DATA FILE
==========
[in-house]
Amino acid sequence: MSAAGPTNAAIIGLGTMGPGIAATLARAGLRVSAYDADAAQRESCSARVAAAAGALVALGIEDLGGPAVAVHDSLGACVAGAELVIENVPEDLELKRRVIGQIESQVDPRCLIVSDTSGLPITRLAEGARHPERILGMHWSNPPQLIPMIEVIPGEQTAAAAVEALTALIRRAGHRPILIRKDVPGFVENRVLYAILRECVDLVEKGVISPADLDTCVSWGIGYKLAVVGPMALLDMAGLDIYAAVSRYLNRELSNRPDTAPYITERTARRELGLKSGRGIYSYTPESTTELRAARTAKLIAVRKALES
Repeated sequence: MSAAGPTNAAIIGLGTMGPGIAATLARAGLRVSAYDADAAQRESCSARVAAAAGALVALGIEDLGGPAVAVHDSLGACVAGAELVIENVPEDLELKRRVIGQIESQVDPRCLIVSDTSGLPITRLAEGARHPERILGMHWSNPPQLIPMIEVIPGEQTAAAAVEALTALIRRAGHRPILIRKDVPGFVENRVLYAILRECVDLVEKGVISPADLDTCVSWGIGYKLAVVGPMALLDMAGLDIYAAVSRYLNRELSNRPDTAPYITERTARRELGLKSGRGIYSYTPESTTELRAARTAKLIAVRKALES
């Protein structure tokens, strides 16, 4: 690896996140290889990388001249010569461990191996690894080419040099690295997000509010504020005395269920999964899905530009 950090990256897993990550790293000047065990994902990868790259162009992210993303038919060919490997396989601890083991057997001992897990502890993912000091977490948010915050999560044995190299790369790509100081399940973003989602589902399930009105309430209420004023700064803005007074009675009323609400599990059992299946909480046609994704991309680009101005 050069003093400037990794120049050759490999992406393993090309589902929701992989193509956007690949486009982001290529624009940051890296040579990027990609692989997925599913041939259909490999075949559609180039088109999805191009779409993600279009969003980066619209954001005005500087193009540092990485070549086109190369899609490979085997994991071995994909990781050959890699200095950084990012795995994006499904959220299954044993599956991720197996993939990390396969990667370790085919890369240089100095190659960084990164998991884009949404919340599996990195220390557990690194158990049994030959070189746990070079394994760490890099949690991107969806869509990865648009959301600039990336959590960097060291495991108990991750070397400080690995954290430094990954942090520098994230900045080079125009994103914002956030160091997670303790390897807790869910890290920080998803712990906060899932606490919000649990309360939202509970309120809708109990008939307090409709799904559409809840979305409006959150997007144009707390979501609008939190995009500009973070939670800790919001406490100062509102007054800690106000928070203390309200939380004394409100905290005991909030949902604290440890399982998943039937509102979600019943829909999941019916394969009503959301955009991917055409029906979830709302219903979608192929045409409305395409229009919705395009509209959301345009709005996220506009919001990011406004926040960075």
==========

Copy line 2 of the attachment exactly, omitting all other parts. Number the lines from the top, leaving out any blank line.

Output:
Amino acid sequence: MSAAGPTNAAIIGLGTMGPGIAATLARAGLRVSAYDADAAQRESCSARVAAAAGALVALGIEDLGGPAVAVHDSLGACVAGAELVIENVPEDLELKRRVIGQIESQVDPRCLIVSDTSGLPITRLAEGARHPERILGMHWSNPPQLIPMIEVIPGEQTAAAAVEALTALIRRAGHRPILIRKDVPGFVENRVLYAILRECVDLVEKGVISPADLDTCVSWGIGYKLAVVGPMALLDMAGLDIYAAVSRYLNRELSNRPDTAPYITERTARRELGLKSGRGIYSYTPESTTELRAARTAKLIAVRKALES